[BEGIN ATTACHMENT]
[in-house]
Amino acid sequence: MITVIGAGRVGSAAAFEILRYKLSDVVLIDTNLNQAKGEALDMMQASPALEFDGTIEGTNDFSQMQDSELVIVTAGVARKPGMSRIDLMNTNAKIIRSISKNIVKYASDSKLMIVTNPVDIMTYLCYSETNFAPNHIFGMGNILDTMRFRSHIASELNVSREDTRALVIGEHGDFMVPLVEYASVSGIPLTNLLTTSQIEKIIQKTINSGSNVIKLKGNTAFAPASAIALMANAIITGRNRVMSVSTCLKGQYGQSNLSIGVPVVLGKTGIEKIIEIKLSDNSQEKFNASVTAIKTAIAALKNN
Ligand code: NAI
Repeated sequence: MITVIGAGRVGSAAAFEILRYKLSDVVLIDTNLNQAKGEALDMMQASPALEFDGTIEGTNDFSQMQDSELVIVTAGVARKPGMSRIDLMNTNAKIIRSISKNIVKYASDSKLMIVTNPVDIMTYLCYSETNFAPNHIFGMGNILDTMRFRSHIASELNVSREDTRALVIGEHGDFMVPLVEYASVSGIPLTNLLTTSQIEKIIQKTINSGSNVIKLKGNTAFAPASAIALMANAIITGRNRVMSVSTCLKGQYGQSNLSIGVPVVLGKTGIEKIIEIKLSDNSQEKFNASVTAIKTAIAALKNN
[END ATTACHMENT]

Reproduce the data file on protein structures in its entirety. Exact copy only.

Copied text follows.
[in-house]
Amino acid sequence: MITVIGAGRVGSAAAFEILRYKLSDVVLIDTNLNQAKGEALDMMQASPALEFDGTIEGTNDFSQMQDSELVIVTAGVARKPGMSRIDLMNTNAKIIRSISKNIVKYASDSKLMIVTNPVDIMTYLCYSETNFAPNHIFGMGNILDTMRFRSHIASELNVSREDTRALVIGEHGDFMVPLVEYASVSGIPLTNLLTTSQIEKIIQKTINSGSNVIKLKGNTAFAPASAIALMANAIITGRNRVMSVSTCLKGQYGQSNLSIGVPVVLGKTGIEKIIEIKLSDNSQEKFNASVTAIKTAIAALKNN
Ligand code: NAI
Repeated sequence: MITVIGAGRVGSAAAFEILRYKLSDVVLIDTNLNQAKGEALDMMQASPALEFDGTIEGTNDFSQMQDSELVIVTAGVARKPGMSRIDLMNTNAKIIRSISKNIVKYASDSKLMIVTNPVDIMTYLCYSETNFAPNHIFGMGNILDTMRFRSHIASELNVSREDTRALVIGEHGDFMVPLVEYASVSGIPLTNLLTTSQIEKIIQKTINSGSNVIKLKGNTAFAPASAIALMANAIITGRNRVMSVSTCLKGQYGQSNLSIGVPVVLGKTGIEKIIEIKLSDNSQEKFNASVTAIKTAIAALKNN